Well, I wasn’t watching it because I was expecting to see the best films and tv shows of the last year recognized.  The Golden Globes are notorious for being odd and anyone who takes them too seriously needs to relax a little.  The appeal of the Golden Globes is that 1) it recognizes both television and film in the same ceremony which means you get to see unexpected sights like Jim Parsons, Robert De Niro, Johnny Depp, and the cast of Glee all in the same auditorium, 2) drinks are served throughout the ceremony which means that everyone’s pretty drunk by the end of it, and 3) you can make fun of what everyone’s wearing.

What’s It About?

As the show’s host, Ricky Gervais pointed out while commenting on the odd nomination of The Tourist for Best Picture (Comedy), the show is mostly about the shadowy members of the Hollywood Foreign Press Association getting a chance to hang out with people like Angelina Jolie and Johnny Depp.  And who can blame them, really?  Quite honestly, if it meant I might get a chance to spend a night with Johnny Depp (or, I’ll admit it, Angelia Jolie), I’m more than willing to love The Tourist too.

What Worked

Oh my God, it was such an odd three hours.  While the winners were kinda predictable and boring (how excited can you get — at this point — to see The Social Network win awards) and showed the typical tendency towards embracing the safe over the unpredictable, Ricky Gervais kept things lively.  He hosted with an attitude that basically said, “My career doesn’t need your approval so fuck off, Hollywood.”  It also pretty much guaranteed that Gervais will never host the Oscars.  My favorite Gervais moment came early when he made the comment about secretly gay Scientologists (an obvious reference to Tom Cruise and maybe John Travolta).  The way the audience gasped pretty much told you all you needed to know as far as the truth behind the joke was concerned.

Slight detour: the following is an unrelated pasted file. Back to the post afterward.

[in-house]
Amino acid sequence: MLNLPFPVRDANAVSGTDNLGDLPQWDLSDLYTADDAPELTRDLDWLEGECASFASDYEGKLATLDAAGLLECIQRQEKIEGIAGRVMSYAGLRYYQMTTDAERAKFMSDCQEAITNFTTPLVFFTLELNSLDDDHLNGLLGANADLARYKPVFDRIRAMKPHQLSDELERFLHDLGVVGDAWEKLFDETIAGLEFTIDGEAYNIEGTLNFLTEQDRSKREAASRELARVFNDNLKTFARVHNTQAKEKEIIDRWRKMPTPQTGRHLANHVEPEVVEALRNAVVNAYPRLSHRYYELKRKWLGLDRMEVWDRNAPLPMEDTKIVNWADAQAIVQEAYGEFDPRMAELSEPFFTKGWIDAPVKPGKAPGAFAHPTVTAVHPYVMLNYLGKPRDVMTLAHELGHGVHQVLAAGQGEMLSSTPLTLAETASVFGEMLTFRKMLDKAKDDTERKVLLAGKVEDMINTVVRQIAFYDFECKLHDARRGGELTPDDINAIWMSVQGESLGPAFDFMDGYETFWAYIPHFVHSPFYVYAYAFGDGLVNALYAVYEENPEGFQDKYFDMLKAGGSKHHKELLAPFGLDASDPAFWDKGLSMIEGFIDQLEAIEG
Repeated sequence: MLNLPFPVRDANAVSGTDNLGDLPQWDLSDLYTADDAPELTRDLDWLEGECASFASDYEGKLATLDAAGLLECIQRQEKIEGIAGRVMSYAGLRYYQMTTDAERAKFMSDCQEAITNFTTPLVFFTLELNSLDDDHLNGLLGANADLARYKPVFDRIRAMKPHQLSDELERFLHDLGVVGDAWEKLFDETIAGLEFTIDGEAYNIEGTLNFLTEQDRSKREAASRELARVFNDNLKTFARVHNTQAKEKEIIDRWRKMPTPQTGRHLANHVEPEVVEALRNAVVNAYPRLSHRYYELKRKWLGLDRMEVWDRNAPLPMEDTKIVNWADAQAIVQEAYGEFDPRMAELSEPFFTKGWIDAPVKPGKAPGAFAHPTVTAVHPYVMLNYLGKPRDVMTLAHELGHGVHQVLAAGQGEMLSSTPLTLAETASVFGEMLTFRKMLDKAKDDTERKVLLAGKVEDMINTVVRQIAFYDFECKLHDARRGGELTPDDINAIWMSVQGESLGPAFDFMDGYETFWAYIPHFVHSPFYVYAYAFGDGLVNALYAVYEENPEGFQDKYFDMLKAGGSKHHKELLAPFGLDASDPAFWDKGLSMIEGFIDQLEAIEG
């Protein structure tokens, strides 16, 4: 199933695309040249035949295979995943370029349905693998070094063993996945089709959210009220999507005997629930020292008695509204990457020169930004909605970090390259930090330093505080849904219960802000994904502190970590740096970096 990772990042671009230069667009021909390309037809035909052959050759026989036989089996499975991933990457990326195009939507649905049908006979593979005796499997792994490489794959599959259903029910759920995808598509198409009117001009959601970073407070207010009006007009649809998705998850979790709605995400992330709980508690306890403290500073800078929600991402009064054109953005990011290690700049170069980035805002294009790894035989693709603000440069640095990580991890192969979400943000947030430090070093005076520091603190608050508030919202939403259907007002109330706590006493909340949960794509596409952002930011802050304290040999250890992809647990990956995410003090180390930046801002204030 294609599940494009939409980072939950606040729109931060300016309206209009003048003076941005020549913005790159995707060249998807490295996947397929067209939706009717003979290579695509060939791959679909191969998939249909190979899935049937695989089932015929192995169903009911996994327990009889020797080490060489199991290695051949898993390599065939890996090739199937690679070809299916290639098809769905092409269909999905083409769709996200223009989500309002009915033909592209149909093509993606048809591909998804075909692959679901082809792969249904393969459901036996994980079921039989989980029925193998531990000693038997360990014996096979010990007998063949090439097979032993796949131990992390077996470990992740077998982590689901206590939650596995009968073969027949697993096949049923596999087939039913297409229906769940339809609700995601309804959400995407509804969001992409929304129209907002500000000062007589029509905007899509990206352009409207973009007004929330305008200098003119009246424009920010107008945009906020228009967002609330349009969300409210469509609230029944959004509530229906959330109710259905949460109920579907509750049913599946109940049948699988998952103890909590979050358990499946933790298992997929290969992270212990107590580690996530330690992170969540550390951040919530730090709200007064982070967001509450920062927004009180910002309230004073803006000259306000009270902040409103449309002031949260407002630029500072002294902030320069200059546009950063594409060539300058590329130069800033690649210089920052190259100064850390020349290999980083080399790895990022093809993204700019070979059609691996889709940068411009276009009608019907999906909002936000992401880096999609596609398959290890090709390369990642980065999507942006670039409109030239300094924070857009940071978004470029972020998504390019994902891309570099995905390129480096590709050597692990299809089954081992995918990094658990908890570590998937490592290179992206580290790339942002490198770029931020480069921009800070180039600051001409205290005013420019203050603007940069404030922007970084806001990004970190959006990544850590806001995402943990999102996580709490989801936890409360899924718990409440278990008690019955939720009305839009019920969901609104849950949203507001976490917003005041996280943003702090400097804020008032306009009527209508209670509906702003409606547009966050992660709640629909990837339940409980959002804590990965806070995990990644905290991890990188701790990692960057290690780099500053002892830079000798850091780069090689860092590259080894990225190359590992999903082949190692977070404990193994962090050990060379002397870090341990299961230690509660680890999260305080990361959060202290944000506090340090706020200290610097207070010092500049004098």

Robert De Niro won the DeMille Award and gave a speech that revealed that he’s actually a human being and apparently, a somewhat bitter one at that.  Also, I simply have to mention that Robert De Niro is aging really well.  As opposed to…oh, I don’t know…Al Pacino, maybe?

Melissa Leo is one of my favorites actresses and it was nice to see her rewarded for The Fighter but her speech did go on and on and the only thing that saved the moment was that some genius in the control booth decided to cut to Helena Bonham Carter who had the coolest “What the fuck?” look on her face.

Angelina Jolie’s green dress was quite simply to die for and I want it because it’s the same color as my right eye.  So, I’ll repeat the offer that I made earlier on twitter: whoever gets me this dress (by whatever means) can watch while I try it on and take it off.  (That’s a joke, by the way!  Seriously though, I so want that dress.  Except, of course, I’d want to have Hello Kitty on it somewhere…)

Natalie Portman won best actress in a drama and, out of all the awards given last night, that’s really the only one I agreed with.  When Portman’s name was announced, my twitter friend Jason Tarwater asked if I was doing cartwheels.  Well, I didn’t do cartwheels but I did attempt to do a pirouette and wow, that was a mistake because I so twisted my ankle the wrong way and ended up in really intense pain.  So, I missed Natalie’s speech but I bet it was great.